The foreign currency auction is not open to manipulation as bidders make their own applications, setting their own exchange rate, which are submitted to the auction through their banks.
Reserve Bank of Zimbabwe (RBZ) Governor, Dr John Mangudya, said this in an interview with The Herald on Friday, following unsubstantiated claims by critics who feel there was a “hidden hand” in the recent firming of the local currency against the US dollar.
After last week’s auction, the rate came down by 0,24 percent to US$1:$81,49, the fourth auction in a row that had seen a tiny firming after the first 10 auctions showed the rate rising, but with only tiny rises from early August.
The auction takes place every Tuesday.
Dr Mangudya said the auction system was transparent.
“For one to suggest that the forex auction process is not transparent is hypocrisy and such people should not be taken seriously,” he said.
“For starters, bidders for forex determine their own exchange rates without the Reserve Bank’s involvement.
“Bids are submitted to the auction through bidders’ banks at the exchange rates and bid amounts of their choice depending on their requirements.”
He said the role of the RBZ under the forex auction system was to provide a trading platform for banks’ clients to be allotted forex at their chosen exchange rates from the pool of foreign exchange at the Reserve Bank, which is obtained from the statutory foreign exchange surrender requirements.
He said such a role makes the auction an appropriate and transparent market for the management of foreign exchange on a willing-buyer willing-seller basis.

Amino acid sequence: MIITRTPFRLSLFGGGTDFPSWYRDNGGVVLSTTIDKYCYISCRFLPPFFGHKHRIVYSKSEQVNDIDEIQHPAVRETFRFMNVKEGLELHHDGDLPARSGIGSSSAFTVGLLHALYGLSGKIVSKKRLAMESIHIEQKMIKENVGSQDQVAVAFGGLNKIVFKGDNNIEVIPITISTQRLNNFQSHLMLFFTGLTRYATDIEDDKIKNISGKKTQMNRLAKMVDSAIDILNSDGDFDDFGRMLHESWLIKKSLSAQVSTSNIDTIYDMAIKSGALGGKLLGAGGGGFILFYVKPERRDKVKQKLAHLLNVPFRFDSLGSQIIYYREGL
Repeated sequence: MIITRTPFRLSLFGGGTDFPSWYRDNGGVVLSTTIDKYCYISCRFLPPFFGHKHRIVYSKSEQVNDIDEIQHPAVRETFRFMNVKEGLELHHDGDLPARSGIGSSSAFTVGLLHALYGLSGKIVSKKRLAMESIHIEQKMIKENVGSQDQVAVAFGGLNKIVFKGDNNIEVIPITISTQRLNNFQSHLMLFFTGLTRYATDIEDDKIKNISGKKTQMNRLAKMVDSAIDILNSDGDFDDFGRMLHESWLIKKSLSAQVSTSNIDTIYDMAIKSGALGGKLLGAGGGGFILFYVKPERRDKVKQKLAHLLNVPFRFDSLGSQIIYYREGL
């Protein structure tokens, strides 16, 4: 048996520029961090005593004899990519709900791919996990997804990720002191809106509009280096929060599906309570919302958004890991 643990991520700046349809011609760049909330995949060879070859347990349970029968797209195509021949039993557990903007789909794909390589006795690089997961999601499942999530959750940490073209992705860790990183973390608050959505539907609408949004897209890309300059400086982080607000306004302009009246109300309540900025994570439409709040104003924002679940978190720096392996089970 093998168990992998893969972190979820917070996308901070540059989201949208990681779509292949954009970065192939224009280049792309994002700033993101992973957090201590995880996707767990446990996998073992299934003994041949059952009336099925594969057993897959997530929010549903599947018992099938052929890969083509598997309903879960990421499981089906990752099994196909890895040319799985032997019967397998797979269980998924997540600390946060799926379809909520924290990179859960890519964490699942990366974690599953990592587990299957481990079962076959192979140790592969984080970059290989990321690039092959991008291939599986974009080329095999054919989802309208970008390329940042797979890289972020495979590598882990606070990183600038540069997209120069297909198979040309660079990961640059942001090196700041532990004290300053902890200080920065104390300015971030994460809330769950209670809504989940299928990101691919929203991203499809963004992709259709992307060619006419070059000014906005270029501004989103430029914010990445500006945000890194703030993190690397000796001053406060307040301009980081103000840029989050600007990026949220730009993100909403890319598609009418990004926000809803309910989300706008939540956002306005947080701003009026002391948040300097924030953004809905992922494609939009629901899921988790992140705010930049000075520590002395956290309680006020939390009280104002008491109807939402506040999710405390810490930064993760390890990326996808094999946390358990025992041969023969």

“The added advantage of the Dutch auction foreign exchange system is that bidders are allotted forex at their bid rates, and not at the Reserve Bank rate.
“The level of activity at the auction where to date US$240,5 million has been made available to the market over three months from 14 auctions is quite commendable,” said Dr Mangudya.
Zimbabwe National Chamber of Commerce (ZNCC) president Dr Tinashe Manzungu said he did not understand why there were suggestions of rigging the exchange rate.
“The rate is a weighted average of accepted and allotted bids and our members are confirming that they are getting forex at rates that they put in their bids and we don’t understand where the said rigging is coming from.
“We are actually carrying out a survey on this subject whose results will be published in October 2020 and the results of that will tell us more,” said Dr Manzungu.
Pan African Chamber of Commerce board member Mr Langton Mabhanga weighed in saying the emerging stability of both the exchange rate and prices, due to the forex auction regime, requires support from citizen including “sceptics, pessimists”.
“Generating and yearning for negativities for political pickings diminishes national collectivism in the reconstruction agenda. As business we are warming up to the positive strides that the economy is pacing,” said Mr Mabhanga.
Since the introduction of the forex auction, it has greatly assisted in stabilising prices in the economy over the past three months.
Dr Mangudya said such price stability was the basis that the RBZ expects monthly inflation to remain low at below five percent in the last quarter of the year.
The positive outlook is also supported by the increase in productivity in real sectors of the economy due to availability of forex from a formal and dependable auction market.